Kelly A. Yotebieng is a Fulbright fellow in Cameroon. She is currently finishing her Ph.D. in Cultural Anthropology as a United States Institute of Peace Randolph Jennings Scholar and Presidential Fellow at the Ohio State University. She also holds a Masters of Public Health from Tulane University and a Bachelors in Applied Medical Anthropology from the University of South Florida. Her research and applied work focuses on the roles of hope and risk in enduring hardship among urban refugees in Columbus, Ohio, and Yaoundé, Cameroon. She has spent over 14 years living and working in Central Africa on humanitarian, public health, and human rights issues, both as a United States Peace Corps volunteer in Cameroon and a humanitarian and researcher in Cameroon, the Central African Republic, Rwanda, Burundi, Nigeria, and the Democratic Republic of Congo. She lives with her husband and two children in Columbus, Ohio. This is her first book.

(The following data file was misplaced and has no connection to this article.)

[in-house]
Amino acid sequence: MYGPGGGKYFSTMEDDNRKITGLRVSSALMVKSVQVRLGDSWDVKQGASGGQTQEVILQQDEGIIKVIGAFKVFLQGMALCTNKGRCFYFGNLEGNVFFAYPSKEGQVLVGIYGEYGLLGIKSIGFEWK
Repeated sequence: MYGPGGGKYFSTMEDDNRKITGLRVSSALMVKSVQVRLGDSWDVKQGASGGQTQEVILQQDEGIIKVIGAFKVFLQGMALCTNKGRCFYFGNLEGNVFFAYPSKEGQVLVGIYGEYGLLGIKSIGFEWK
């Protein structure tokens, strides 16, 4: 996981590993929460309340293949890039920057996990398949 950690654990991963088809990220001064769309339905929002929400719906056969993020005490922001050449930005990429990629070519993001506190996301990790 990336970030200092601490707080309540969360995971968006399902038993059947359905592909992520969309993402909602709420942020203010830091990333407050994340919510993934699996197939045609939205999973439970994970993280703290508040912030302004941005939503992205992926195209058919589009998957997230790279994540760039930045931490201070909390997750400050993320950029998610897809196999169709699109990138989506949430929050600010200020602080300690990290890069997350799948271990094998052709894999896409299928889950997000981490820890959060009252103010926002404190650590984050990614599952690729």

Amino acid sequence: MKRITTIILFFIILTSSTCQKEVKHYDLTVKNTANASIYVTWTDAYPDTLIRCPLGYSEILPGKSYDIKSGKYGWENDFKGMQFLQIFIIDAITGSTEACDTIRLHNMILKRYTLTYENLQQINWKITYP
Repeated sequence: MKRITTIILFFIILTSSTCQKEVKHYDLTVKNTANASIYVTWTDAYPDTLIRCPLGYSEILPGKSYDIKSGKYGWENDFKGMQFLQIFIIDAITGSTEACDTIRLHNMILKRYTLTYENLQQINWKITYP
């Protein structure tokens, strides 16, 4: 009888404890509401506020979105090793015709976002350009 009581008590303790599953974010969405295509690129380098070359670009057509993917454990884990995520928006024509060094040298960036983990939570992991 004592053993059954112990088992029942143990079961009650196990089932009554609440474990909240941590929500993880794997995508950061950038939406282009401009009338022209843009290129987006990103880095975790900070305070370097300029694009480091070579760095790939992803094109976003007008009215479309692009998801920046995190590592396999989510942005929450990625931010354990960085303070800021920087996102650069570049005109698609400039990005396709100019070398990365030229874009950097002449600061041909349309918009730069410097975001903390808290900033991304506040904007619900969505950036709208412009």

Hope on the Brinks: Dreams and Nightmares Crossing Borders
Much writing and popular media coverage of forced migration portrays refugees in a frame of helplessness and vulnerability. Focusing on the ‘suffering refugee’ obscures our ability to recognize the collective strength of refugee communities and how these strengths allow displaced persons to reor...